Rated R. 116 minutes.
Cast: Hilary Swank, Chloë
Sevigny, Peter Sarsgaard, Brendan Sexton, Alison Folland, Alicia Goranson,
Jeanetta Arnette, Matt McGrath, Rob Campbell
|Grade: A||Review by Carlo Cavagna|
hen they tell you that Boys Don't Cry is about homophobia, you may be tempted to think that it's just another movie-of-the-week brought to the big screen, two hours full of boilerplate platitudes and canned morality. When you hear that Boys Don't Cry is based on a true story about a young woman who lived as a man in the Heartland and who was murdered when her secret was discovered, you may wonder why you even need to see the movie. You know how it ends; you know what the message is going to be. It might seem like the cinematic equivalent of a hunk of spinach–good for you, plenty of fiber, but not particularly appealing.
Nothing could be further from the truth. While other Fall 1999 movies like American Beauty and Fight Club monopolize public and critical attention, Boys Don't Cry slips through the cracks and blindsides you with raw, unvarnished power. As good as American Beauty is, some of the glib observations and plot conveniences ring false. American Beauty is just a movie, after all. But Boys Don't Cry isn't just a movie. And it most certainly isn't "about" any single abstract concept–homophobia or anything else. Boys Don't Cry is a real life drama, and a reminder that real life dramas are often more moving and complex than any concocted script.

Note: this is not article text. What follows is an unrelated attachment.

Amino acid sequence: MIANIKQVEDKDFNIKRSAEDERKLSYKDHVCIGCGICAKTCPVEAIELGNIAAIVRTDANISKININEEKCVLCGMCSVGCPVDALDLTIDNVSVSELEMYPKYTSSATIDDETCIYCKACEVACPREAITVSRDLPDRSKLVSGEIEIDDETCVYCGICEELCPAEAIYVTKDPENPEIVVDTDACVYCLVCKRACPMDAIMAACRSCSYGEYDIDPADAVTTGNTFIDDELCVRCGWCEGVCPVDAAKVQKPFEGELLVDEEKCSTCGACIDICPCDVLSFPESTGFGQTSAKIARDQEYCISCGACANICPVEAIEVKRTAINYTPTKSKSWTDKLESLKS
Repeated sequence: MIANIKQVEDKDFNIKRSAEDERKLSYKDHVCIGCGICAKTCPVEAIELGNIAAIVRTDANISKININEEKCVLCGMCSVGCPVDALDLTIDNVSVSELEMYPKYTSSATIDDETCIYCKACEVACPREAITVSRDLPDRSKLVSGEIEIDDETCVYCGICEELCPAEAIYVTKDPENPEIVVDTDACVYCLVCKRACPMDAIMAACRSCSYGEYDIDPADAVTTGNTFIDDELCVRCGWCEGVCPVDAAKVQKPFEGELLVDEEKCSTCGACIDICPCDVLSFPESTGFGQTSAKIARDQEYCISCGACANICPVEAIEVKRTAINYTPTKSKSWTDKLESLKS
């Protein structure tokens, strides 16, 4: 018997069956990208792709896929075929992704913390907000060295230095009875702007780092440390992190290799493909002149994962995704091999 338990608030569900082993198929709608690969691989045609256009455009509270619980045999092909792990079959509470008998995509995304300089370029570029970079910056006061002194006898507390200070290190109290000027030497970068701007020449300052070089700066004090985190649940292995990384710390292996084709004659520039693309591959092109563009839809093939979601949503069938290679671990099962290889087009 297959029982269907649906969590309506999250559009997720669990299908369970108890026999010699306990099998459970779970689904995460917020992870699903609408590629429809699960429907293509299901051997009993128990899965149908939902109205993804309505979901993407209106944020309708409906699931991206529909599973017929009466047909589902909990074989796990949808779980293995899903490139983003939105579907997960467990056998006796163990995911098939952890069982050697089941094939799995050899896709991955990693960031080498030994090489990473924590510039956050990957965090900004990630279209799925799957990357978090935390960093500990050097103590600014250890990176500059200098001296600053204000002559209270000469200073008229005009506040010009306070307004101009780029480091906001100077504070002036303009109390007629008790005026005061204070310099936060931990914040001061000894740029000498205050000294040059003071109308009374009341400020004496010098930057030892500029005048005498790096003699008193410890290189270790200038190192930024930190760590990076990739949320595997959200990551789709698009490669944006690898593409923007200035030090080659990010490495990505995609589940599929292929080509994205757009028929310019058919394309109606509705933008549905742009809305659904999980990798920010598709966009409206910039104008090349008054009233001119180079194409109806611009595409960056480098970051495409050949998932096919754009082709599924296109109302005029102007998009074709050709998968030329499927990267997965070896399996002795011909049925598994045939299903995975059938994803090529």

Boys Don't Cry is the story of a group of young people in Falls City, Nebraska, where a flammable combination of personalities and events ignited in late December, 1993. But director Kimberly Peirce doesn't care about the sensationalistic events as much as she does about the people at the heart of the story. How did these particular people wind up as tabloid fodder? Who were they? What inspired them, and what frightened them? What did they seek, and what did they find?
The Big Picture